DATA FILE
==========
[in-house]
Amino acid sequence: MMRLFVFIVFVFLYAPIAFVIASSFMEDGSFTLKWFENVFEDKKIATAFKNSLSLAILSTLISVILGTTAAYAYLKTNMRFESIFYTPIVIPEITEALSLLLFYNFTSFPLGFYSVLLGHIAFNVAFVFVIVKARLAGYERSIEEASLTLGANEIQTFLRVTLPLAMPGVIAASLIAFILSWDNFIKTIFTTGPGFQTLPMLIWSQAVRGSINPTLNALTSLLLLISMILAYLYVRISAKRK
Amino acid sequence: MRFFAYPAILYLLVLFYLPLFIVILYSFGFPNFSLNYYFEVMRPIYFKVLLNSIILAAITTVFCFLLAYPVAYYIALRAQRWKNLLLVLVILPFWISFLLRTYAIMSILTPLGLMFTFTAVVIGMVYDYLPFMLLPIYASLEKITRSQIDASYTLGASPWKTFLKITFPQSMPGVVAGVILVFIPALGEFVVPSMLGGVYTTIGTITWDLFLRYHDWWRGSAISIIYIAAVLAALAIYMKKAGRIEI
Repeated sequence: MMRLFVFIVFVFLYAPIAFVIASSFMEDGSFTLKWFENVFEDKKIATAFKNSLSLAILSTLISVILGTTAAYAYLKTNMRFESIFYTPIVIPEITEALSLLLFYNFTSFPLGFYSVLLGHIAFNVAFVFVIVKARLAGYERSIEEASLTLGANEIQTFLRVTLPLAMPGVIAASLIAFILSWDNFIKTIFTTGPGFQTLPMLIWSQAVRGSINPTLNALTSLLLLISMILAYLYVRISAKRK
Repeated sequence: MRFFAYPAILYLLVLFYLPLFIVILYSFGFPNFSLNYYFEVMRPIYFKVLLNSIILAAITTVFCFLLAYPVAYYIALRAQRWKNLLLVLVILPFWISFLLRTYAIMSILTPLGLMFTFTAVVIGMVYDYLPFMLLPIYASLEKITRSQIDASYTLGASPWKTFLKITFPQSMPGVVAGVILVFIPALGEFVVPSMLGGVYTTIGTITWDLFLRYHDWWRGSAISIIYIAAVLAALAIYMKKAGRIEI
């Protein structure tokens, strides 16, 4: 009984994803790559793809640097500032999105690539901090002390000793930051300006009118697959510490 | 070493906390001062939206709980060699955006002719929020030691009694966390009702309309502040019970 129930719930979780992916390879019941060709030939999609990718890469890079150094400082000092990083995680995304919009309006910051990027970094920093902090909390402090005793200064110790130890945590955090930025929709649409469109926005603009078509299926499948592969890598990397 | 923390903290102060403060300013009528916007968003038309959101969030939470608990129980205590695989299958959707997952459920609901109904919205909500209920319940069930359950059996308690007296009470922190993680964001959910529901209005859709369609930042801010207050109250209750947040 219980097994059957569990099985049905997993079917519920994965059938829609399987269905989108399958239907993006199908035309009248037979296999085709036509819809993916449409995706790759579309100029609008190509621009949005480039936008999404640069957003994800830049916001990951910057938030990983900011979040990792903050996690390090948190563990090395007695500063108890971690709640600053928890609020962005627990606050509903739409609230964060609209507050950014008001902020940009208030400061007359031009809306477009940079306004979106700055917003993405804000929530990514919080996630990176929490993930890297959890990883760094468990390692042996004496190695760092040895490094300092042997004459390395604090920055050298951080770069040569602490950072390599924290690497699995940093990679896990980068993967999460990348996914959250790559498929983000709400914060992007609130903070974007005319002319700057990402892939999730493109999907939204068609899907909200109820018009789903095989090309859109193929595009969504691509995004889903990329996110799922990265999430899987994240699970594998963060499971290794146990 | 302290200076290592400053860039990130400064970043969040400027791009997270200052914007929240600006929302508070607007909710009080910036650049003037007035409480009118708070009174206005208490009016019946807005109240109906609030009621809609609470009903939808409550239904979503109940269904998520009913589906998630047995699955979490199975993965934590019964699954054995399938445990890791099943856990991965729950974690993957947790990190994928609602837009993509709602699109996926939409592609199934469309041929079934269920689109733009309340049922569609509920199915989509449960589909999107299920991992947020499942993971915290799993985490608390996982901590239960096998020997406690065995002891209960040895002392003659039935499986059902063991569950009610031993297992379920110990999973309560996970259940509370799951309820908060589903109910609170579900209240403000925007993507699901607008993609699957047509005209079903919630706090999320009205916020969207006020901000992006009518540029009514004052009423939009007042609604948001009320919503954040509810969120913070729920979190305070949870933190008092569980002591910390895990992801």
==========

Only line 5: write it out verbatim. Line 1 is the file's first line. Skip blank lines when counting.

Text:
Repeated sequence: MRFFAYPAILYLLVLFYLPLFIVILYSFGFPNFSLNYYFEVMRPIYFKVLLNSIILAAITTVFCFLLAYPVAYYIALRAQRWKNLLLVLVILPFWISFLLRTYAIMSILTPLGLMFTFTAVVIGMVYDYLPFMLLPIYASLEKITRSQIDASYTLGASPWKTFLKITFPQSMPGVVAGVILVFIPALGEFVVPSMLGGVYTTIGTITWDLFLRYHDWWRGSAISIIYIAAVLAALAIYMKKAGRIEI